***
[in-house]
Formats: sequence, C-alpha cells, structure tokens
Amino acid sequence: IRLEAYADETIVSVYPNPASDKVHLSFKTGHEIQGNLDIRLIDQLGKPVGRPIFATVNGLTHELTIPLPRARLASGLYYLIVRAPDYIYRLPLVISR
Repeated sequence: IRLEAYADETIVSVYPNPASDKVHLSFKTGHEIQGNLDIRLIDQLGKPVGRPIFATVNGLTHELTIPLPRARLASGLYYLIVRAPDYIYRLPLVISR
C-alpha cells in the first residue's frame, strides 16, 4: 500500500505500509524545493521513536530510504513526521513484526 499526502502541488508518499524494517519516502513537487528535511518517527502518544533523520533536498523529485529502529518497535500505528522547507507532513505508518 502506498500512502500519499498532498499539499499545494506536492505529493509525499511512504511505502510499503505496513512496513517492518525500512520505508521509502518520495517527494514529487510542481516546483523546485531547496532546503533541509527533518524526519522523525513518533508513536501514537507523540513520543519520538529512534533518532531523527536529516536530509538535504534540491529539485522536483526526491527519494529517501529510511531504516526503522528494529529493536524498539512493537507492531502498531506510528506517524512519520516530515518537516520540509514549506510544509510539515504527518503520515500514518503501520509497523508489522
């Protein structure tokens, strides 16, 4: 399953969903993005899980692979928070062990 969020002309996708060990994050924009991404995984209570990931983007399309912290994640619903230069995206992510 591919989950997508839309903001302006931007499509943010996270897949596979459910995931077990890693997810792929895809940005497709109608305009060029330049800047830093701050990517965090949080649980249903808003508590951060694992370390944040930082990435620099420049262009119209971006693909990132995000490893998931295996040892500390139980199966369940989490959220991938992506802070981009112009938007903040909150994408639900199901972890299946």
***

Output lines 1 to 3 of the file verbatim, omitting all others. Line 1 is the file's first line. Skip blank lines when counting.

[in-house]
Formats: sequence, C-alpha cells, structure tokens
Amino acid sequence: IRLEAYADETIVSVYPNPASDKVHLSFKTGHEIQGNLDIRLIDQLGKPVGRPIFATVNGLTHELTIPLPRARLASGLYYLIVRAPDYIYRLPLVISR